(AP Photo/Alex Brandon)

Trump's claim that a British intelligence agency wiretapped him came from a Russia-connected former CIA analyst

The claim that GCHQ was spying on him started with Russia, then spread to the world of alternative facts


Matthew Rozsa
March 20, 2017 4:43PM (UTC)

Last week the United States faced an international crisis with the United Kingdom for White House press secretary Sean Spicer's claim that British Government Communications Headquarters, known as the GCHQ, had been asked by President Barack Obama to spy on then-candidate Donald Trump.

Now it's come out that Spicer's source for the story may have ultimately been a former CIA analyst who now appears on RT, Russia's state-subsidized news network.

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Spicer's source for his claim, former judge Andrew Napolitano, claimed that his source was Larry C. Johnson, according to the New York Times. In an interview with CNN's Brian Stelter on Sunday, Johnson claimed that he had not "knowingly" been a source for Napolitano and insisted that Napolitano had inaccurately represented his claim by using the word "wiretap."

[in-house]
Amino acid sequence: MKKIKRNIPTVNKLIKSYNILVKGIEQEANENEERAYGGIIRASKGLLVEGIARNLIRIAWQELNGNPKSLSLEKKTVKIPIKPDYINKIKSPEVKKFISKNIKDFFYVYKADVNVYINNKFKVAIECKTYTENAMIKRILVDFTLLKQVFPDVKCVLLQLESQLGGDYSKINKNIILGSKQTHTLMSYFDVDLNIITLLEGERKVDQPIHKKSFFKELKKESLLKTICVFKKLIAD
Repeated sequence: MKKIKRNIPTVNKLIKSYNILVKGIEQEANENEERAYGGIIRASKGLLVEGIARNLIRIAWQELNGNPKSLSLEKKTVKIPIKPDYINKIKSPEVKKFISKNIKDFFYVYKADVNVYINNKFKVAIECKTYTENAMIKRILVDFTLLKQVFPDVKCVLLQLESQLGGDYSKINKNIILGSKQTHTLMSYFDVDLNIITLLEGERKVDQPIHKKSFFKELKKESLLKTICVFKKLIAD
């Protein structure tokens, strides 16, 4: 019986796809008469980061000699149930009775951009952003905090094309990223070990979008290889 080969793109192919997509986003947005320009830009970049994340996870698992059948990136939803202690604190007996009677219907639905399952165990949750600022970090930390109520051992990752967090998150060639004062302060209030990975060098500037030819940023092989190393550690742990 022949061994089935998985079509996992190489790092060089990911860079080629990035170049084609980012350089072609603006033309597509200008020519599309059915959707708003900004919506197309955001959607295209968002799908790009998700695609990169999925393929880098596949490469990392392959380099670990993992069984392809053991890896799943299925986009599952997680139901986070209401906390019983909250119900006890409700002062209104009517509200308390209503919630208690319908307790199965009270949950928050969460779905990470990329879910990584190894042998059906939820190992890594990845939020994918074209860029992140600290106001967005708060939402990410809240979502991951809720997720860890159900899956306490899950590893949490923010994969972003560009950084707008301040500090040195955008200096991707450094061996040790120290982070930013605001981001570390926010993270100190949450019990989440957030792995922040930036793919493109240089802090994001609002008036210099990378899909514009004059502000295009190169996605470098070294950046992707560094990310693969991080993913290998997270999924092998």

"I call it an 'information operation' that's been directed against President Trump," Johnson said.

Johnson's version of the story is that "when Donald Trump tweeted what he did on Saturday two weeks ago, the next day I was interviewed on Russia Today. Now I had known about the fact that the British, through GCHQ, were passing information through back channels. This was not being done at the direction of Barack Obama, let's be clear about that. But it was being done with the full knowledge of people like [former CIA director] John Brennan and [former Director of National Intelligence] Jim Clapper. And I had been told this by two different people I know within the intelligence community in January. They were very concerned about this because they saw it as an unfair meddling into politics. But it was a way to get around the issue of American intelligence agencies not collecting."

Before he was used as a source by Sean Spicer, Johnson was perhaps most famous for claiming in 2008 that Michelle Obama had been videotaped using an anti-Caucasian slur.

 


Matthew Rozsa

Matthew Rozsa is a breaking news writer for Salon. He holds an MA in History from Rutgers University-Newark and is ABD in his PhD program in History at Lehigh University. His work has appeared in Mic, Quartz and MSNBC.

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